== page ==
Lectures on Popular and Scientific Subjects by Earl of Caithness John Sutherland Sinclair

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Page 2

In the United States there are about 120,000 square miles underlaid by
known workable coal-beds, besides what yet remains to be discovered;
while on the cliffs of Nova Scotia the coal-seams can be seen one over
the other for many hundred feet, and showing how the coal was originally
formed. With this immense stock of fuel in the cellars of the earth, it
seems evident that we need not trouble our minds or be anxious as to the
duration of our coal supply. Besides, the conversion of vegetable matter
into coal seems to be going on even now. In the United States there are
peat-bogs of considerable extent, in which a substance exactly
resembling cannel coal has been found; and in some of the Irish
peat-beds, as also in the North of Scotland, a similar substance has
been discovered, of a very inflammable nature, resembling coal.

Yes! what could have produced this singular-looking, black, inflammable
rock? How many times was this question asked before Science could return
an answer? This she can now do with confidence. Coal was once growing
vegetable matter. On the surface of the shale, immediately above the
coal, you will find innumerable impressions of leaves and branches, as
perfect as artist ever drew. But how could this vegetable matter ever
accumulate in such masses as to make beds of coal of such vast extent,
some not less than 30 feet thick? It would take 10 or 12 feet of green
vegetable matter to make 1 foot of solid coal. Let us transport
ourselves to the carboniferous times, and see the condition of the
earth, and this may assist us to answer the question. Stand on this
rocky eminence and behold that sea of verdure, whose gigantic waves roll
in the greenest of billows to the verge of the horizon--that is a
carboniferous forest. Mark that steamy cloud floating over it, an
indication of the great evaporation constantly proceeding. The scent of
the morning air is like that of a greenhouse; and well it may be, for
the land of the globe is a mighty hothouse--the crust of the earth is
still thin, and its internal heat makes a tropical climate everywhere,
unchecked by winter's cold, thus forcing plants to a most luxurious

Descend, and let us wander through this forest and examine it more
closely. What strange trees are here! No oaks, no elms, or ash, or
chestnut--no trees that we ever saw before. It looks as if the plants of
a boggy meadow had shot up in a single night to a height of 60 or 70
feet, and we were walking among the stalks--a gigantic meadow of ferns,
reeds, grasses, and club-mosses. A million columns rise, so thick at the
top that they make twilight at mid-day, and their trunks are so close
together we can scarcely edge our way between them, whilst the ground is
carpeted with trailing plants completely interwoven. What strange trees
they are! Beneath us lies an accumulation of vegetable matter more than
200 feet in thickness--the result of the growth and decay of plants in
this swamp for centuries. All things are here favourable for the growth
of vegetation--the great heat of the ground causes water to rise rapidly
in vapour, and this again descends in showers, supplying the plants with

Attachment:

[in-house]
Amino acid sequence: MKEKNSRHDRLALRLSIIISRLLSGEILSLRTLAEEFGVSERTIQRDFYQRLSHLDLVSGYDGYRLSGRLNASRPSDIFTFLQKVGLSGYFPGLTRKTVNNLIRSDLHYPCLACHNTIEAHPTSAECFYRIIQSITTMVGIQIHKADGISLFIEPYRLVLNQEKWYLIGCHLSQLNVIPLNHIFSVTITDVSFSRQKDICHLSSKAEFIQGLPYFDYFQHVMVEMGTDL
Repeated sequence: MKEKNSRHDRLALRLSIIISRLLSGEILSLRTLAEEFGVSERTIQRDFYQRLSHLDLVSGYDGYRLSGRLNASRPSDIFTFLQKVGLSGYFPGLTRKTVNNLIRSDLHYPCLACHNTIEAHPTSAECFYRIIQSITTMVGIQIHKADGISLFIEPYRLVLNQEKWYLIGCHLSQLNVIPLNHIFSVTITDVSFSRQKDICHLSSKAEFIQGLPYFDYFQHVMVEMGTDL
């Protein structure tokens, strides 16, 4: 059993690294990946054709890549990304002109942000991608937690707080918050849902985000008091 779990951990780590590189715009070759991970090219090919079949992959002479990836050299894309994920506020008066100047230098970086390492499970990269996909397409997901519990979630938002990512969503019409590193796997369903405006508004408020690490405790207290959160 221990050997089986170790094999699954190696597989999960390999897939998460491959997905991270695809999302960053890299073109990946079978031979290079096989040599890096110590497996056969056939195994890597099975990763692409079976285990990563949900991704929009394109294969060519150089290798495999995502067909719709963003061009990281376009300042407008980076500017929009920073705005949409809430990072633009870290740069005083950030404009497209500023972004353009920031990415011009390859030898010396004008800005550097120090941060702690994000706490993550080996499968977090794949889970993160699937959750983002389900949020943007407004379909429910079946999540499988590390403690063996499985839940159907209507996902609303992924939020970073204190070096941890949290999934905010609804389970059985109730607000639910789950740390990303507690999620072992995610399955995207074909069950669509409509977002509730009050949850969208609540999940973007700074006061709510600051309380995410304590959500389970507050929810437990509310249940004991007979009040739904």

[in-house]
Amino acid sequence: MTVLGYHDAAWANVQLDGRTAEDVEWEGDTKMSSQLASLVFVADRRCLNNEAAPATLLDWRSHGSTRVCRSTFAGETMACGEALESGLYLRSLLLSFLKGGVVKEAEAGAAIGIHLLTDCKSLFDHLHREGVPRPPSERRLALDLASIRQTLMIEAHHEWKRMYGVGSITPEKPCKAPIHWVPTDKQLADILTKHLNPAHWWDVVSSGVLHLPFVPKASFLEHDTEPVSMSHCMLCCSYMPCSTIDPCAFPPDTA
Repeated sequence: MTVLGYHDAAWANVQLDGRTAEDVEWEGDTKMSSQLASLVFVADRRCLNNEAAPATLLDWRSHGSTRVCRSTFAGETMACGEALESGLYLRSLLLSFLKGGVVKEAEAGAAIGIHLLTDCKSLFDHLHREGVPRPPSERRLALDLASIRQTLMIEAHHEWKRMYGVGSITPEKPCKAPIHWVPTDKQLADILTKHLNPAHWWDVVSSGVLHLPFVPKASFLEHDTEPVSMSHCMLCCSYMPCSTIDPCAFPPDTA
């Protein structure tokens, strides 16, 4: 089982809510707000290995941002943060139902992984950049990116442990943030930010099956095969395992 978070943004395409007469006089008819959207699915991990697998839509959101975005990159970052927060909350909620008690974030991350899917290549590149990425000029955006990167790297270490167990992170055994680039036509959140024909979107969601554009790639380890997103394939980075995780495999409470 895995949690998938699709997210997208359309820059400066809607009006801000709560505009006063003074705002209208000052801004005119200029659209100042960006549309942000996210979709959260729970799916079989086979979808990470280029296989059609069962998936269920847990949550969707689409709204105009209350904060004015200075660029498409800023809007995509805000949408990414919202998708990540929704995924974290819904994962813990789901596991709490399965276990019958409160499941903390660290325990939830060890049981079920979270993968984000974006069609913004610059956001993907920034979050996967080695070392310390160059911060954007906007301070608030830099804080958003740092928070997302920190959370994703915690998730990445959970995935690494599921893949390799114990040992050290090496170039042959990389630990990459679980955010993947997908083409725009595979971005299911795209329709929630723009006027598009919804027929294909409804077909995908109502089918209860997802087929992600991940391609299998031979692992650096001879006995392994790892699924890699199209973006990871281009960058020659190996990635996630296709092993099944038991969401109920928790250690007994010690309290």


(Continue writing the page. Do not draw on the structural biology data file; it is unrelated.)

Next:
moisture continuously. The air contains a large proportion of carbonic
acid gas, poison to animals but food to plants, which, by means of its
aid, build up their woody structure. Winds at times level these gigantic
plants, for their hold on the earth is feeble, and thus the mass goes on

We are now on the edge of a lake abounding with fish, whose bony scales
glitter in the water as they pursue their prey. Lying along the shore
are shells cast up by the waves, and there are also seen the tracks of
some large animals. How like the impression of a man's hand some of
these tracks are! The hind-feet are evidently much larger than the
fore-feet. There is the frog-like animal which made them, and what a
size! It must be six feet long, and its head looks like that of a
crocodile, for its jaws are furnished with formidable rows of long,
strong, sharp, conical teeth.

The continued growth and decomposition of the vegetation during long
ages must have produced beds like the peat-deposits of America and Great
Britain. In the Dismal Swamp of Virginia there is said to be a mass of
vegetable matter 40 feet in thickness, and on the banks of the Shannon
in Ireland is a peat-bog 3 miles broad and 50 feet deep. When conditions
were so much more favourable for these deposits, beds 400 feet in
thickness may easily have been produced. This accumulated mass of
vegetable matter must be buried, however, before we can have a coal-bed.
How was this accomplished? The very weight of it may have caused the
crust of the earth to sink, forming a basin into which rivers, sweeping
down from the surrounding higher country, and carrying down mud in their
waters, the weight of which, deposited upon the vegetable matter,
pressed and squeezed it into half its original compass. Sand carried
down subsequently in a similar manner, and deposited upon the mud,
pressed it into shale, and the vegetable matter, still more reduced in
volume by this additional pressure, is prepared for its final conversion
into shale. In time the basin becomes shallow from the decomposition of
sediment on its bottom, and then we have another marsh with its myriad
plants; another accumulation of vegetable matter takes place, which by
similar processes is also buried. Where thirty or forty seams of coal
have been found one below another, we have evidence of land and water
thus changing places many times.

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Books | Photos | Paul Mutton | Tue 25th Feb 2020, 6:30